This week we went rogue, sort of, to talk about the term we use at the beginning of every episode: climate anxiety. We’ve been hearing the term a lot lately, particularly in the social media response to Sarah Jaquette Ray’s recent article for Scientific American, ‘Climate Anxiety Is an Overwhelmingly White Phenomenon.’ In this episode we finally define climate anxiety, break down the article and responses to it, and discuss the white-centering conversations around climate emotions. We also talk about coping with anxiety, turning it into action, and–if you come from privilege–how not to crawl back into the comfort of your shell. (Surprise, your shell is made of structural oppression!) Asides include processing fear through true crime, building a community, and being sad about our favorite music venue being made into a hotel.
This episode was prompted by the article ‘Climate Anxiety Is an Overwhelmingly White Phenomenon’ by Sarah Jaquette Ray for Scientific American, and by the conversation the piece sparked on social media.
Climate anxiety was defined in 2017 as “chronic fear of environmental doom” by the American Psychological Association. But, of course, it goes much deeper than that. We touch on a lot of subjects in this episode, but a big one is that we should not be your only source of climate information!
Sources & Further Reading
Climate Anxiety Is an Overwhelmingly White Phenomenon by Sarah Jaquette Ray in Scientific American
Psychologists Explain our Climate Change Anxiety by Kyle Mandel for Resilience.org
Psychological impact of climate change on Wikipedia
People of Color Experience Climate Grief More Deeply Than White People by Nylah Burton May 2020 for VICE
Got Climate Anxiety? These People Are Doing Something About It, February 2021, New York Times
Sarah Jaquette Ray on “A Field Guide to Climate Anxiety: How to Keep Your Cool on a Warming Planet,” Youtube video, University Of California Press interview with Sarah Jaquette Ray from April 2020
Climate Anxiety and Mental Illness by Brian Barnett for Scientific American
The harm from worrying about climate change by Christine Ro for BBC
Solastalgia: the distress caused by environmental change, Albrecht et al, National Library of Medicine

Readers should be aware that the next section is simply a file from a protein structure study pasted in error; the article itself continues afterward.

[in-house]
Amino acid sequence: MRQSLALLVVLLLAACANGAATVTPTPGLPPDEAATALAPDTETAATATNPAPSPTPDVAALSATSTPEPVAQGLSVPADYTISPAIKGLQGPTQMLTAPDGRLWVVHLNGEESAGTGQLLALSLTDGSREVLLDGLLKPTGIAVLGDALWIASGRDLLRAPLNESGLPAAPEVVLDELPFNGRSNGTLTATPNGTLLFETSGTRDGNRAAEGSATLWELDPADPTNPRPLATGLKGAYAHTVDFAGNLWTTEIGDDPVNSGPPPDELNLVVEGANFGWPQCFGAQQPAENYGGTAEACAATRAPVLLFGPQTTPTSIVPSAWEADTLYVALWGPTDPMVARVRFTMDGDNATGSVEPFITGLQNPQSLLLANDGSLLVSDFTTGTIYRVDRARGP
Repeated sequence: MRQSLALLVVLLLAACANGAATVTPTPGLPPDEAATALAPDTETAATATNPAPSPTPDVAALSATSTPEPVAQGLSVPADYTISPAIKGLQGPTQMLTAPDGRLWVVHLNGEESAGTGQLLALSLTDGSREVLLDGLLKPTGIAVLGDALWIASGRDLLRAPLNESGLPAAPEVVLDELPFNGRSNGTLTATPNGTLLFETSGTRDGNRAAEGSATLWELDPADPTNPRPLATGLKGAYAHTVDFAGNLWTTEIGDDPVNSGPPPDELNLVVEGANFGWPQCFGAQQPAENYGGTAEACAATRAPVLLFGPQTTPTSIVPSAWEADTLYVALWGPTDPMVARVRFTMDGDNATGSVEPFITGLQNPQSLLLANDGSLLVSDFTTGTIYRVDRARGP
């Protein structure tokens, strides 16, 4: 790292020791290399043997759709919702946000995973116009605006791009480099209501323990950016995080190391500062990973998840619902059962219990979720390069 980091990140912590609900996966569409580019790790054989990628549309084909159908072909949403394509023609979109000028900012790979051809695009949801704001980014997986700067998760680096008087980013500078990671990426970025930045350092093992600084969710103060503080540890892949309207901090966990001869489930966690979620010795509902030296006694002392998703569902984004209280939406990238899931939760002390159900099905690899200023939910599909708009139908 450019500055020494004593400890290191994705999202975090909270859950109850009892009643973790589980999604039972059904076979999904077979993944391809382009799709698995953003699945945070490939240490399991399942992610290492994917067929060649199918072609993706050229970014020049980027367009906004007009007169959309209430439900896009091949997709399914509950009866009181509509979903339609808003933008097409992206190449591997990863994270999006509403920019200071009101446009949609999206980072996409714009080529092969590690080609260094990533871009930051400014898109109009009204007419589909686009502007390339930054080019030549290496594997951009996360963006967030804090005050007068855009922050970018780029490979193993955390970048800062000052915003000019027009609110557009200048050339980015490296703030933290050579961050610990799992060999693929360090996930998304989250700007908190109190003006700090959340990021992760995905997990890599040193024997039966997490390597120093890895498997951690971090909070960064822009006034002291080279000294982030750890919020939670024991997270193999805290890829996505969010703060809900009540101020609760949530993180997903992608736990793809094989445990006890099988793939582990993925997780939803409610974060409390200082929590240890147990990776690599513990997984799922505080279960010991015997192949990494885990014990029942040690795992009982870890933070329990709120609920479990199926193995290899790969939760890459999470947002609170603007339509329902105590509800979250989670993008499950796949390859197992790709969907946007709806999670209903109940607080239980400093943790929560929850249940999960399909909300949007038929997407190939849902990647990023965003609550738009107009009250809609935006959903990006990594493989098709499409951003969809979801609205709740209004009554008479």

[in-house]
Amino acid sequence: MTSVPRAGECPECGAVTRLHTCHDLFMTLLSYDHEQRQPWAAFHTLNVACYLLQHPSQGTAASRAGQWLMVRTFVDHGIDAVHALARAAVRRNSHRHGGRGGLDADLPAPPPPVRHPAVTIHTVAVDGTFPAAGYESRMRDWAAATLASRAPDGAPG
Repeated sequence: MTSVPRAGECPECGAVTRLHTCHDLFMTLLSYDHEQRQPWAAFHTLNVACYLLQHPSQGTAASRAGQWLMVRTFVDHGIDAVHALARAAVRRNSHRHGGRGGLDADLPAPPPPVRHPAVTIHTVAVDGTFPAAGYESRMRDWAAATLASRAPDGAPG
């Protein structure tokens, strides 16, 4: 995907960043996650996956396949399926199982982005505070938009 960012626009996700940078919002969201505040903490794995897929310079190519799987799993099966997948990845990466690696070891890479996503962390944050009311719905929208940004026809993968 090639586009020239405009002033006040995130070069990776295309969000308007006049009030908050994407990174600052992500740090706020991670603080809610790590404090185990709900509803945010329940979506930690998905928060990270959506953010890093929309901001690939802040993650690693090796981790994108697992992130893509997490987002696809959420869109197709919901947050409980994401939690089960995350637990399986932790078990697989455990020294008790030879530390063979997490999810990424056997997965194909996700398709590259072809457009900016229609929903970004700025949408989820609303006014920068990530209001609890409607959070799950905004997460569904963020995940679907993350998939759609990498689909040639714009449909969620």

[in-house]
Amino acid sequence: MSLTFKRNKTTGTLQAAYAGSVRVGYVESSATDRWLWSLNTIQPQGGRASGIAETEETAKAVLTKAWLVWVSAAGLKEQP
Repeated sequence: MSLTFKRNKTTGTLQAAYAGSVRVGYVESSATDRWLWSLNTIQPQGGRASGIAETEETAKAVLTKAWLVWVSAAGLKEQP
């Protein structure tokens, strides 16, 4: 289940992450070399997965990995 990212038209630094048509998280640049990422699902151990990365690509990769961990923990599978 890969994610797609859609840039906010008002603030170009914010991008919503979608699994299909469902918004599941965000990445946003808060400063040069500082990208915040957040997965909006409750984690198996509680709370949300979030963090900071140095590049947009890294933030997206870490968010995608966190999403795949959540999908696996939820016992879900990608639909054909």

Climate anxiety is real, but there’s something you can do about it by Jen Christensen, CNN
“The white response to climate change is literally suffocating to people of color. Climate anxiety can operate like white fragility, sucking up all the oxygen in the room and devoting resources toward appeasing the dominant group. As climate refugees are framed as a climate security threat, will the climate-anxious recognize their role in displacing people from around the globe? Will they be able to see their own fates tied to the fates of the dispossessed? Or will they hoard resources, limit the rights of the most affected and seek to save only their own, deluded that this xenophobic strategy will save them? How can we make sure that climate anxiety is harnessed for climate justice?”Sarah Jaquette Ray, Climate Anxiety Is An Overwhelmingly White Phenomenon
Let’s get JonBenét-Ramsey-murderer-discovery energy for Dupont polluting water in Cancer Alley.
Horror can be a coping mechanism for anxiety! Our watchlist this week is all horror movies and thrillers that take the environment or climate change into account. And as American Hysteria points out, how many haunted houses were built on top of Indigenous burial grounds? Pretty much every single one, it seems.
His House on Netflix
Snowpiercer – one of Elise’s favorite movies.
The Day After Tomorrow
2012 (Elise says: I remember thinking this movie was so dumb at the time, but after our fracking episode and learning how many earthquakes improper practices have caused, it seems way scarier.)
We’ll be expanding our climate thriller list on social media, so DM us if you have any suggestions.
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Thanks for listening!